finding a market for art

by     /    June 08, 2007   

Seth Godin and I seem to be on the same wavelength: his post today on pricing models is eerily similar to notes I scribbled down yesterday on potential markets for artwork. I’ve been struggling lately with questions of how to price my artwork, and what markets I should go after. After spending the morning doing research on line, I was getting up with sitting at my desk, so I grabbed my notebook and sat out on the deck to think.

the art market continuum

I sketched out this little diagram of prices. On the left is cheap art: $20 and less. This is land of posters, microstock, greeting cards, and licensing. You put your art down here, and you are going after the volume. Problem is, you are also banishing your work to the Land of Cheap Art, a placed filled with puppies with huge eyes and babies sitting in cabbage leaves — a place few ever escape.

Just to the right of it are online communities like Etsy — craft-oriented artwork that sells between $20 and $100. Etsy is a fascinating place, filled with great artists making beautiful handmade stuff. But the prices are low. Etsy seems to be going after the traditional art fair market: a place where you can wander around looking at beautiful art, and come away with a nice souvenir for $50 or so. I think they may be hitting a sweetspot for online art sales: with prices that are low enough to enourage people to take a chance at buying art they’ve only seen as a JPEG, but high enough that the art still has the feel of quality. Only question is, does this generate enough sales to make it worthwhile for the artist. Can you make a living in this market?

Then on the far right is the expensive stuff. This is art selling from the high hundreds to thousands of dollars, in small exclusive editions to small exclusive groups of people. Because of the price, this is art that needs to be sold, usually in person. It requires the artist to either do some kick-ass relationship building, or to hire a professional networker to do it for him (also known as a gallery).

I’ve been struggling with where to place myself on this continuum. I’d like to be somewhere in the middle: selling my work for enough money to make a living, but cheap enough for normal people to afford. However I don’t know if this market exists. My gut tells me that it does, or at least, it should. But I fear I may be like Mulder, wanting to believe in the face of overwhelming contradictory evidence. Maybe the way to go it to pick the high end or the low end, and dedicate all your energy to making it work. I’d love to experiment for a while, trying different products for different markets. But art markets are very insular, and once you place your art in one of them, it is really hard to leave. If you sell your stuff for $50 on Etsy, it’s tough to convince a collector that it’s worth $500. Likewise, if you try to sell though galleries, they would not look kindly on you undercut your own prices.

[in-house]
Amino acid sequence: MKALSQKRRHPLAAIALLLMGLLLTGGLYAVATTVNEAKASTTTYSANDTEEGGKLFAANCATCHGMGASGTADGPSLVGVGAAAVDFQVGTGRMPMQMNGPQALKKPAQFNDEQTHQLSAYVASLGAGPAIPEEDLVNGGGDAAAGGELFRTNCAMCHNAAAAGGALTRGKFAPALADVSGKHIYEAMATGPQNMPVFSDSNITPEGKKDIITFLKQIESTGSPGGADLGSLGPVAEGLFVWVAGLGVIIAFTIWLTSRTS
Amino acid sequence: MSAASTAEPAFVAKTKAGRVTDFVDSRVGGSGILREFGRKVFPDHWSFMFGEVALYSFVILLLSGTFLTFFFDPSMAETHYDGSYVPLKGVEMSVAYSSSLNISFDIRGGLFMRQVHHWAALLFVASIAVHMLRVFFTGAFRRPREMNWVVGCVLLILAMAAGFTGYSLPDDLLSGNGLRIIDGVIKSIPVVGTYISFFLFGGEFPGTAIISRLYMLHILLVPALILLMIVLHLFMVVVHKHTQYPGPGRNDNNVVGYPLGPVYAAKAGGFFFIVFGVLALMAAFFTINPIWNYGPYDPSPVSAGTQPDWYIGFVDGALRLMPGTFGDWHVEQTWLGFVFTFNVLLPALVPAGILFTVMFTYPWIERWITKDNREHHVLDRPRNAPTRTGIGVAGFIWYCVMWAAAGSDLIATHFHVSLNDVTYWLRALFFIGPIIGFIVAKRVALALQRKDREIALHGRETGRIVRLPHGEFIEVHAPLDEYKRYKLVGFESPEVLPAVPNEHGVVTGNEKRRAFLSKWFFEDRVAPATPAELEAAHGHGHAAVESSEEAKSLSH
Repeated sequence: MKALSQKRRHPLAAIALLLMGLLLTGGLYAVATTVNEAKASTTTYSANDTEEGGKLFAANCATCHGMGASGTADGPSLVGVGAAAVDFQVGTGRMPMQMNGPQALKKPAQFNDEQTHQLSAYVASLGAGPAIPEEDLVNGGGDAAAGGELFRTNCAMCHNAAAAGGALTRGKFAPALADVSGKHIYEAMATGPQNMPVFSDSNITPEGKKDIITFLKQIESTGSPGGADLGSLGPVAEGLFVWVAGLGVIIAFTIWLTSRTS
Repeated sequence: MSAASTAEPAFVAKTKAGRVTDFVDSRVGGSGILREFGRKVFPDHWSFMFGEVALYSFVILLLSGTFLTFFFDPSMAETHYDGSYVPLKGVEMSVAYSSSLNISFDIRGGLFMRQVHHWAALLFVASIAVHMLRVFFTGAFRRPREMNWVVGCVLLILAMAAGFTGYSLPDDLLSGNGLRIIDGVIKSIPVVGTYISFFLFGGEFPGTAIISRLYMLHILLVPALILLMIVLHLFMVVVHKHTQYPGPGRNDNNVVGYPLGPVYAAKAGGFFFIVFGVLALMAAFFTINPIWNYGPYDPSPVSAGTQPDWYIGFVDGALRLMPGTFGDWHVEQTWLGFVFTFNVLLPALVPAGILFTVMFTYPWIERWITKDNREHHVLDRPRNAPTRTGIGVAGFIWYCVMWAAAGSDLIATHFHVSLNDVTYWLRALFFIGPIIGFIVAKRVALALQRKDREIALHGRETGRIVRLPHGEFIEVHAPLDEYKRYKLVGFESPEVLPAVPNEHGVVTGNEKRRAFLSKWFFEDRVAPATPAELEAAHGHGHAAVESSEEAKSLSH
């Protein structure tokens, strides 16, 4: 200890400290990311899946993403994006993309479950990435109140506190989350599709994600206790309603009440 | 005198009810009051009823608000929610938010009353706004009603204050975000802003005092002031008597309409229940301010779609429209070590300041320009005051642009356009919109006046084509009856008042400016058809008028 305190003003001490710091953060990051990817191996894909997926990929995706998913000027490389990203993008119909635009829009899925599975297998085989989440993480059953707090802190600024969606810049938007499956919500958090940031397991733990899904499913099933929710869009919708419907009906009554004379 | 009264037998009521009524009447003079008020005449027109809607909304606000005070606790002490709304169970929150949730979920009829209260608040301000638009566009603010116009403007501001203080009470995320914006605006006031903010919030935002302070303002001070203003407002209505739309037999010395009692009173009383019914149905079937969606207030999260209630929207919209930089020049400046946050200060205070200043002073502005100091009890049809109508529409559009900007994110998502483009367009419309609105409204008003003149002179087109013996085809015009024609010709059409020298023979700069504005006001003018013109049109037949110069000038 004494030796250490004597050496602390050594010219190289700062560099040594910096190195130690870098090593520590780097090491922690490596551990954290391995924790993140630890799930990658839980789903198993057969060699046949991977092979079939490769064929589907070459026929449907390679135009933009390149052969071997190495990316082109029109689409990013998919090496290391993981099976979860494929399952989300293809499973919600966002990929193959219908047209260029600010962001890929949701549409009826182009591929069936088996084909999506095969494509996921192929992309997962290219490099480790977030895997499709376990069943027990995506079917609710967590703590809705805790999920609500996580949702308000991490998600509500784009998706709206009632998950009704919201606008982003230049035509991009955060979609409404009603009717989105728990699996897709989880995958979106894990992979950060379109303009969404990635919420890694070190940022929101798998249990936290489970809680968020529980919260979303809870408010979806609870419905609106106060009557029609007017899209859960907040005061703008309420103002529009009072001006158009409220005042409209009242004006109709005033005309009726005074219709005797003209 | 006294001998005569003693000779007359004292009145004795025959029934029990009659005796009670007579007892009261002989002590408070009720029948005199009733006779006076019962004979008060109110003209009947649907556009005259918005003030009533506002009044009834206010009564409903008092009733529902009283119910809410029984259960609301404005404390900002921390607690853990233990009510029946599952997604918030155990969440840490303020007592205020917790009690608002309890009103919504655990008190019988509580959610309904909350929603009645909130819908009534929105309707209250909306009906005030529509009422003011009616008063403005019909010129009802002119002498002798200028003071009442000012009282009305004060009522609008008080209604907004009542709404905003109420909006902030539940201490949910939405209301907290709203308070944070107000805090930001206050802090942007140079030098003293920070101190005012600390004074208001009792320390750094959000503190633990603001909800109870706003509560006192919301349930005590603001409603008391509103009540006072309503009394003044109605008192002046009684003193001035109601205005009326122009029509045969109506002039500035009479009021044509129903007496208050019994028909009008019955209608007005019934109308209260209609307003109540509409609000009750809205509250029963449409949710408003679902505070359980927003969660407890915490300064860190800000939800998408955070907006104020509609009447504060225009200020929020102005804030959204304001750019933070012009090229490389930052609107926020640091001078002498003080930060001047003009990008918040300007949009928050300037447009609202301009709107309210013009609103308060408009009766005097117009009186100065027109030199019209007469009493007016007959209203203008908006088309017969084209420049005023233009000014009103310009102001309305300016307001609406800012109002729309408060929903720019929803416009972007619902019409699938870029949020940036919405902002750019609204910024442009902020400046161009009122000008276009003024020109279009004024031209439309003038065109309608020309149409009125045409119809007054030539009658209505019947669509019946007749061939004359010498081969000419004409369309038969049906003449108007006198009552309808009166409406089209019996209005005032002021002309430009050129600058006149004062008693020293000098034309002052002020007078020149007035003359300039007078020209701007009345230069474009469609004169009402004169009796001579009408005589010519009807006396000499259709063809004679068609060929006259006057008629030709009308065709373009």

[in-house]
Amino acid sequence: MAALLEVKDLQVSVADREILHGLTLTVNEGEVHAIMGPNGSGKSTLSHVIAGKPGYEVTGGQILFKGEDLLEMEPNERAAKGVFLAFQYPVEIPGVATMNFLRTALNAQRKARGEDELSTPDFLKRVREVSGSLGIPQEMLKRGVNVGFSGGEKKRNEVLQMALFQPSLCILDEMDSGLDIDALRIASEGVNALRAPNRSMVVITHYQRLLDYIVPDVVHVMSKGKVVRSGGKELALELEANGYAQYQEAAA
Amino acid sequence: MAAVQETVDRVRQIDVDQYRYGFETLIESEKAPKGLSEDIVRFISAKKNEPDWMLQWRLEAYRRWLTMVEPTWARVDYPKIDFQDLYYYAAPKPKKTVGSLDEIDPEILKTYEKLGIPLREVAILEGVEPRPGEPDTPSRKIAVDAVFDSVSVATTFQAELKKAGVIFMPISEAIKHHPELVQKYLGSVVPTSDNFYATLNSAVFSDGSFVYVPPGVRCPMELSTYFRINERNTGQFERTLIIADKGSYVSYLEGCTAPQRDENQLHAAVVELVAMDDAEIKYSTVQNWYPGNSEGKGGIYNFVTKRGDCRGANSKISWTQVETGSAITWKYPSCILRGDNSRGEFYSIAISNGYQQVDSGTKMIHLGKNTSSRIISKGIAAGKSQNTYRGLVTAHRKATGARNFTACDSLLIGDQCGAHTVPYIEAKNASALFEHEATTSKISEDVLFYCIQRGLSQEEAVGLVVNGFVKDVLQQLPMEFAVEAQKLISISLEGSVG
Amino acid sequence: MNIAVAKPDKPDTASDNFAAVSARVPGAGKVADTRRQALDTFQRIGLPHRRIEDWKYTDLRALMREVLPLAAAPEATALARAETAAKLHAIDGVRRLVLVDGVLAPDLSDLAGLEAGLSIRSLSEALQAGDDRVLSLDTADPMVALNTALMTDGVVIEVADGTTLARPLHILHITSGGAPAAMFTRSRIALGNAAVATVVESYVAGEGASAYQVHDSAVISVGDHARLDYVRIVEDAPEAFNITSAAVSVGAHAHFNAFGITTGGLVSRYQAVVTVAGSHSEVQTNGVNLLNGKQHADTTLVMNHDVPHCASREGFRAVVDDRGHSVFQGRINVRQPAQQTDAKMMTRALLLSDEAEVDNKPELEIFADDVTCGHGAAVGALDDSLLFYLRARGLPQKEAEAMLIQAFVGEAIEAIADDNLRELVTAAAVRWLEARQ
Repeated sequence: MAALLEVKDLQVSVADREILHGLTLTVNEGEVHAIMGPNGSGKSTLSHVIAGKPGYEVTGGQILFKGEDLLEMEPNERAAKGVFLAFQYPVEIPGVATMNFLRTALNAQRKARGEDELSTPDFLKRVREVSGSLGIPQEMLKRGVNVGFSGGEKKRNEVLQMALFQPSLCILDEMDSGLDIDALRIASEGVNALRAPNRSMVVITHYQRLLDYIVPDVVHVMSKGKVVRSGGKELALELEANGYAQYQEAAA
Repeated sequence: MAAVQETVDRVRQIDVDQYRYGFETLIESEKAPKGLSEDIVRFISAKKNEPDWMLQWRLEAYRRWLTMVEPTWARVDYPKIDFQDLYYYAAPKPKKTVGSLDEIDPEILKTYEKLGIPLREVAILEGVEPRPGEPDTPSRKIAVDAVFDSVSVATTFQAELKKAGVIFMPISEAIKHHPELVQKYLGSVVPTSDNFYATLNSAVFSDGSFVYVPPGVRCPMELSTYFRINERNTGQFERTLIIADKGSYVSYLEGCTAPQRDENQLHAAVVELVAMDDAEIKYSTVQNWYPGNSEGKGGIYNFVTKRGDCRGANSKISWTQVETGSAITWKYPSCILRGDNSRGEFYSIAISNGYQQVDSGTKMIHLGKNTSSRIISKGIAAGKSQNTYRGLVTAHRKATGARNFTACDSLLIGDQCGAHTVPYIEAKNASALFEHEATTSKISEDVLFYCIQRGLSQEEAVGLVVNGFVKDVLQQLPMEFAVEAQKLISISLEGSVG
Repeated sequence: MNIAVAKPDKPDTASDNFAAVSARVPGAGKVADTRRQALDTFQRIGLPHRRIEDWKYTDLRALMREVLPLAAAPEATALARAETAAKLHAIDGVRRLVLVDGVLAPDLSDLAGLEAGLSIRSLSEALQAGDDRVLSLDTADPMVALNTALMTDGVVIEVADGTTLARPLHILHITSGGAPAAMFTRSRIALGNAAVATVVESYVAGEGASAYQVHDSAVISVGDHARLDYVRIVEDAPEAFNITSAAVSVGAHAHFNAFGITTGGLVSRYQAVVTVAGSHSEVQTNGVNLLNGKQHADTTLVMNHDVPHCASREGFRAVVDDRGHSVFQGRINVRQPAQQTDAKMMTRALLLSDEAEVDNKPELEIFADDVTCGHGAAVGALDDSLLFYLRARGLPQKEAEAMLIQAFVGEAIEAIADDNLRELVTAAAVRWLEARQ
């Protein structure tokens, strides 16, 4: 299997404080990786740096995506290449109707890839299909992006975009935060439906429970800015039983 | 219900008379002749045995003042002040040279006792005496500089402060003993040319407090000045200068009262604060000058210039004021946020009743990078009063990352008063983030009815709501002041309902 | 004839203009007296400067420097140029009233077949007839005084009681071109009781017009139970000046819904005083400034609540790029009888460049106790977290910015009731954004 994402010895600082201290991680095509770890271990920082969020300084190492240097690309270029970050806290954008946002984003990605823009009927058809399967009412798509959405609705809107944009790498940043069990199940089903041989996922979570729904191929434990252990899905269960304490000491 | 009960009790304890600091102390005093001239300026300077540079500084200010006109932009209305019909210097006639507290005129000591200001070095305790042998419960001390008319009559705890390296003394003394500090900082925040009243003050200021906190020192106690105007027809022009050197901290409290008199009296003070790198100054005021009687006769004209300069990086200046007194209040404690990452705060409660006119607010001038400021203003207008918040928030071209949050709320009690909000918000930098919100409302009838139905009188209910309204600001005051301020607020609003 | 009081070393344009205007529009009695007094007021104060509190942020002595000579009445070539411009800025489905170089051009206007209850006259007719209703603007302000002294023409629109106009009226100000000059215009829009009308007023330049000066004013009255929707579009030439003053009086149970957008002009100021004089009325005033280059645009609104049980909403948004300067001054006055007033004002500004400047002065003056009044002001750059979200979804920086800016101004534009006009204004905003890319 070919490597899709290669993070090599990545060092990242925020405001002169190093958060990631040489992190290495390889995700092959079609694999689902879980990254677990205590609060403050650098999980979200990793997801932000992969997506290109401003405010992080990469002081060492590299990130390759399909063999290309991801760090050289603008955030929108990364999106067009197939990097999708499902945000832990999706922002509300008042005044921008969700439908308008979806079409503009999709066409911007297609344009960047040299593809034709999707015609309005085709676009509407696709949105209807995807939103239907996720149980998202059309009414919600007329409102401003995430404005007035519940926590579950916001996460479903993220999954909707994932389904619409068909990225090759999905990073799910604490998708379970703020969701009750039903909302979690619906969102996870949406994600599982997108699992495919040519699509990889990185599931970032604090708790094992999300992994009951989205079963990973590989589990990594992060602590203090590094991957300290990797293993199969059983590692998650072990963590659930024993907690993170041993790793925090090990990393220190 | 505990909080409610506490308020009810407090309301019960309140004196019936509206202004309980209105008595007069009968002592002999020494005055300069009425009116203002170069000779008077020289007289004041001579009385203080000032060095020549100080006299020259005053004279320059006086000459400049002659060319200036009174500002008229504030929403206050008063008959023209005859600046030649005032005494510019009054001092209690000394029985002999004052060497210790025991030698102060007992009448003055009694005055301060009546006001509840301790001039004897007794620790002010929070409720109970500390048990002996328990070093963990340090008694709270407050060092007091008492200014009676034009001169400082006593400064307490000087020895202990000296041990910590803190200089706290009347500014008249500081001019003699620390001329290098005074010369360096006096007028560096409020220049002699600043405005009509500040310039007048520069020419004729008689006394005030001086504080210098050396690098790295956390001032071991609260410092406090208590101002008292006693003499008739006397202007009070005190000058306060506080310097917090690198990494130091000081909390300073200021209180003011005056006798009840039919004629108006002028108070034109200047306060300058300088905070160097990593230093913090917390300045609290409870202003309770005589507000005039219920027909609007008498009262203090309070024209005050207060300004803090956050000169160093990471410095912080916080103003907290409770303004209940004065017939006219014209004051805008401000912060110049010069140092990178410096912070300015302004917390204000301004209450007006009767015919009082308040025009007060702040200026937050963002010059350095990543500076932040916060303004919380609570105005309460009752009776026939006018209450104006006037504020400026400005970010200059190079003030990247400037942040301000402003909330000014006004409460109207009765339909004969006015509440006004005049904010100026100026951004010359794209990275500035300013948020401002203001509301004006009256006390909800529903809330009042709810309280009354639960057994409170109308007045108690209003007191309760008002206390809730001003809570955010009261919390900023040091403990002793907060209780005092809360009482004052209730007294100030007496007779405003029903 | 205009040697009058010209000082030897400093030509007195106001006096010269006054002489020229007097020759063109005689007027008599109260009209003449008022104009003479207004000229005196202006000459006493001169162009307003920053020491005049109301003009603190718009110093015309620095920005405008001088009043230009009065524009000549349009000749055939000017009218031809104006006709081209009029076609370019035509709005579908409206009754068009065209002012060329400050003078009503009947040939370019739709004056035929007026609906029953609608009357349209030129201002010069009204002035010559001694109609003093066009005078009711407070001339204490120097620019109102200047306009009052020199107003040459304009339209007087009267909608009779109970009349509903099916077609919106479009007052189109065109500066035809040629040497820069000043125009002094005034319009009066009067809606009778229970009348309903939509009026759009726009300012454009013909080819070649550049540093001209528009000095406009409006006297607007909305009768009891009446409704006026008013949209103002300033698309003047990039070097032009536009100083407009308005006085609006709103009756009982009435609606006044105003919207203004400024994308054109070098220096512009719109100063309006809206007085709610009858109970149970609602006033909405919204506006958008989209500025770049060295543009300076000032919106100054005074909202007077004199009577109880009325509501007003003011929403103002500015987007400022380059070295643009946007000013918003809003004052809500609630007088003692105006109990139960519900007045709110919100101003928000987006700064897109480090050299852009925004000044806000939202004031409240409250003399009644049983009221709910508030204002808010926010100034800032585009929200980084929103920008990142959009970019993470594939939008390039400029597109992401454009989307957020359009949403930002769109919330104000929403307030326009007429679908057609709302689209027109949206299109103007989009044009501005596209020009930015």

I don’t have any answers yet, just a lot of questions. All of these questions is what drove me outside yesterday, to sit on the deck with some iced tea and my notebook, stare at the trees, and think. I think I need to do a lot more of it.

Addendum 7/2/07:

Holly Becker of Decor8 has graciously offered to post my questions about these different art markets on her blog. Check out some of the great comments from a range of artists.

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Comments on 'finding a market for art'

cynthia  (June 9th, 2007):

Very interesting and timely post for me! I was just reading a similar post on pricing that sort of relates to yours . http://oneblackbird.blogspot.com/2007/05/how-much.html

Thanks so much for linking to me, I appreciate it!

Mark  (June 9th, 2007):

This continues to be an interesting topic for me, and you threw some new aspects out there to think about. The concept about getting yourself ‘anchored’ in one particular market is particularly interesting.